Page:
Regional Coalition of LANL Communities executive director Eric Vasquez. Photo by Maire O’Neill/losalamosreporter.com
BY MAIRE O’NEILL
A meeting of the Regional Coalition of LANL Communities scheduled for Friday has been canceled and rescheduled for Oct. 19 in Los Alamos, executive director Eric Vasquez announced Tuesday. Vasquez said the cancelation was due to a change in the availability of the scheduled presenter which he said was Los Alamos National Security.
Members of Los Alamos County Council believe the RCLC needs to dig further into reimbursements improperly made and monies improperly spent since the RCLC’s inception, including Council vice chair Chris Chandler who said at the Sept. 6 Council special meeting to discuss the Adams + Crow report that there is not a consensus necessarily between the report issue by the State Auditor’s Office and the Adams + Crow report paid for by the County.
Chandler said the wants to know what plan the RCLC has to some conclusion as to what monies should be collected back from those making requests for reimbursements which were made with public monies.
“The RCLC was responsible for managing the public funds that they were entrusted with and I believe it is RCLC that needs to get to the bottom of what was misspent or improperly spent over the years and ensure that those monies are collected appropriately and reimbursements are sought from those individuals who received the improper reimbursements,” Chandler said.
Chandler said it is time to start expecting the RCLC to exercise the responsibilities vested in it. She suggested giving the new RCLC executive director a little time and allowing the organization to get back up to speed and then to come before the Council to explain what has been done in terms of improving business practices and ensuring that monies spent have been collected from appropriate parties. She said at that time the County could evaluate what role it wants to play if any in RCLC if the Council is satisfied that the errors and mismanagement have been corrected.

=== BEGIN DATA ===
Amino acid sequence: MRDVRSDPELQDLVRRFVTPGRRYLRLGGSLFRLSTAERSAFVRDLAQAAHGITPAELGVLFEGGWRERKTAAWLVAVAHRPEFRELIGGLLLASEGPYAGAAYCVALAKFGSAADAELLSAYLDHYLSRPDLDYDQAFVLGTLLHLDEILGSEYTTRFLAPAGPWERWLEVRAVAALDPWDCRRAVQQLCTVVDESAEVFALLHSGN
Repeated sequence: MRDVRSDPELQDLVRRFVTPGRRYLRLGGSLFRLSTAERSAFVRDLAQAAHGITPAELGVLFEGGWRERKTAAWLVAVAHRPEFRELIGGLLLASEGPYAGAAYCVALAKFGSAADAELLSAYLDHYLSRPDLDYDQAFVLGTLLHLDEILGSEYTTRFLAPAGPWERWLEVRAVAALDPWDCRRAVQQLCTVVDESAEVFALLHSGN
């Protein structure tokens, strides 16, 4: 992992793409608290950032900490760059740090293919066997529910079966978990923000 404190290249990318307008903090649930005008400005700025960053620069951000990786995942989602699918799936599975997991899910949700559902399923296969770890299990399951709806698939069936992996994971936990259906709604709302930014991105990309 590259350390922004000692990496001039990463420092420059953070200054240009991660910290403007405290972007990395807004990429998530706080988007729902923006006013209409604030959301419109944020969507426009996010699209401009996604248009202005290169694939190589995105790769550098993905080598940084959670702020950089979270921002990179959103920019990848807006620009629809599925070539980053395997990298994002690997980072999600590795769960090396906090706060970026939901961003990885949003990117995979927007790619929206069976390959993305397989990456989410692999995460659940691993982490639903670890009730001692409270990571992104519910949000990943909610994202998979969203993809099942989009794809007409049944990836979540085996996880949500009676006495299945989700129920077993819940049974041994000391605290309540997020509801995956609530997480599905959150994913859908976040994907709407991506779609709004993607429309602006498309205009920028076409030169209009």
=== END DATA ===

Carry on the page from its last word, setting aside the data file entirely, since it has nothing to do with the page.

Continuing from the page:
Council Chair David Izraelevitz said at the Sept. 6 meeting that revisiting the County’s fiscal and other agency to a lot of its outside organizations is appropriate.
“We are in cases not just fiscal agent but we have more implied responsibilities and we should be looking to whether those are appropriate, whether those are kind of a historical accident that we started having them and now the organizations have become mature enough that they can start handling it on their own. I think we need to be careful that we do it without hurting the organizations that we feel have provided value to the County,” he said.
Izraelevitz said he agrees the County needs to come to get to the bottom of what has been spent and strongly agrees that the proper party to do that is the RCLC so that they can provide according to the expectations of their own board, the legal and accounting resources that they merit.
He said he wishes the Adams + Crow report had been more thorough.
“I wish they had interviewed key staff. I was also interviewed by Adams + Crow but again it was a preliminary discussion and when they wanted to talk to me I expected them to ask me about what my role had been. It was not about that at all and they did not call me and apparently they did not call others either so there’s a disappointment. A lot of the questions would have been resolved if there had been more of a conversation,” Izraelevitz said.
He said he also doesn’t want to “throw out the baby with the bath water” because the RCLC has been of immense value to the County.